Public companies may soon be required to complete human capital disclosures in the United States.
The U.S. Securities and Exchange Commission, which made the proposal in August 2019, says current disclosure requirements are outdated. Existing requirements focus on business assets but not human capital, which the SEC says needs to change.
Here, we look at the proposed changes to Regulation S-K and what this means for public companies in the U.S.
Why the SEC Is Concerned With Human Capital Management
Human capital management refers to how a company manages its workers. This includes matters of recruitment, retention, talent development, training, health and safety, productivity, diversity and inclusion, and culture, as attorney Thomas Asmar at Baker McKenzie explains.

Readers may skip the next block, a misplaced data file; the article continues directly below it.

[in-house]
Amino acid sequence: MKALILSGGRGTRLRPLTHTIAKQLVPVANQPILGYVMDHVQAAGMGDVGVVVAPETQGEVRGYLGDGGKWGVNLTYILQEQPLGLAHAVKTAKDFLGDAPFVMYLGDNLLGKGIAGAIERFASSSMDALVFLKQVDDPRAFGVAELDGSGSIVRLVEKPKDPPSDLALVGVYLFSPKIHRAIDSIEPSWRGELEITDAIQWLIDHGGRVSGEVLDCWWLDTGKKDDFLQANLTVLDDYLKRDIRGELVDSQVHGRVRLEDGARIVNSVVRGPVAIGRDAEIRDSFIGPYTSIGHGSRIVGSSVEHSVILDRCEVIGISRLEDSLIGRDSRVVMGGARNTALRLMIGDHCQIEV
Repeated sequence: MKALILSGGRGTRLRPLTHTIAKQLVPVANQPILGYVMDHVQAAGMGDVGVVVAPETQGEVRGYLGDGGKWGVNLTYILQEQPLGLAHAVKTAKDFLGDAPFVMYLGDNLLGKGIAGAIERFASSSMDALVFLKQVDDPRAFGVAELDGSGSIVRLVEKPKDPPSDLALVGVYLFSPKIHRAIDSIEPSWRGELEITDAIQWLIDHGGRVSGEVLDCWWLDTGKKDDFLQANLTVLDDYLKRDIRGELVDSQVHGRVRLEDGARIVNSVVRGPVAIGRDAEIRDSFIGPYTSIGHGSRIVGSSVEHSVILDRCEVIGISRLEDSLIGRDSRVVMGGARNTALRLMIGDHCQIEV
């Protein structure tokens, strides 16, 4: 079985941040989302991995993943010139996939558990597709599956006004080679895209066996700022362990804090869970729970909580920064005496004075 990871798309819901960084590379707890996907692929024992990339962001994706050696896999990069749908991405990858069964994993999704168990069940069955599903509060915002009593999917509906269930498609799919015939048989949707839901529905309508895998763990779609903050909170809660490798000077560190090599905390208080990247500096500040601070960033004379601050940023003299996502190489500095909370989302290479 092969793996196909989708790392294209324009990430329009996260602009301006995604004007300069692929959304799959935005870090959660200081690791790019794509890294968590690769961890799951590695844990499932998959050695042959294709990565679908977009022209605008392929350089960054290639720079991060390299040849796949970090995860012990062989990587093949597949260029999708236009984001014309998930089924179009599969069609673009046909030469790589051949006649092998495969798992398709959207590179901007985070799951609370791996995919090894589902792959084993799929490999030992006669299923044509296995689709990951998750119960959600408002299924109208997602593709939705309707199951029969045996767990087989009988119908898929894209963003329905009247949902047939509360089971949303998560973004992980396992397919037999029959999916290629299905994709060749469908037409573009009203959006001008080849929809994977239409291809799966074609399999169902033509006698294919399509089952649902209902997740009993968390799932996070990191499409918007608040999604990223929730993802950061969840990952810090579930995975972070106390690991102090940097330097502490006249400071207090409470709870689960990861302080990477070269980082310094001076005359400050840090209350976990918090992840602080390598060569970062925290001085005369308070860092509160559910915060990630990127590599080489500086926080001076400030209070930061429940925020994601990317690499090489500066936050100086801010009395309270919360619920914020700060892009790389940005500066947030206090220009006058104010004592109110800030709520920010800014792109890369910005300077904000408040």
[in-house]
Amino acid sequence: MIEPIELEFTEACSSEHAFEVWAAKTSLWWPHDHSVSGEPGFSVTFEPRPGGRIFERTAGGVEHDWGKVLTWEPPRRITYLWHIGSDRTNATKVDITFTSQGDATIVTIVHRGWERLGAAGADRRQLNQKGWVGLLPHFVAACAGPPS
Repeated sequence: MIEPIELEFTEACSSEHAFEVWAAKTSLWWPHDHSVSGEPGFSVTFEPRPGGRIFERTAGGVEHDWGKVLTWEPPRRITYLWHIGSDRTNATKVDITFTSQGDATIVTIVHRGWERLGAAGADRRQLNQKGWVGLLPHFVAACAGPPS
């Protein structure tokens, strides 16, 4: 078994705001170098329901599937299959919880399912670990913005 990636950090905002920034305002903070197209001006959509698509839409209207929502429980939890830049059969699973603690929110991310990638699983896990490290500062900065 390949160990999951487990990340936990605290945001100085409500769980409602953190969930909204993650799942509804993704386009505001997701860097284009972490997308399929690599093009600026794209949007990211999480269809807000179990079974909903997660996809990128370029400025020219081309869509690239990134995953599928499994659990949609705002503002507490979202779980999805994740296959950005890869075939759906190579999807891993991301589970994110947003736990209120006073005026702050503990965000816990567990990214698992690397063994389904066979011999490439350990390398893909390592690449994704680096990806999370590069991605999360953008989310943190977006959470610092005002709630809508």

The employees in a company create value for that business while also boosting its longevity and mitigating risks. Investors and shareholders are therefore interested in a company’s human capital management practices.
The SEC, then, thinks publicly traded companies should offer investors a more transparent glimpse into how they manage employees and what impact this has on turnover, productivity and company performance.
What the Proposed Rule Would Mean for Companies
The SEC’s proposed changes pertain to Regulation S-K, which describes a public company’s reporting
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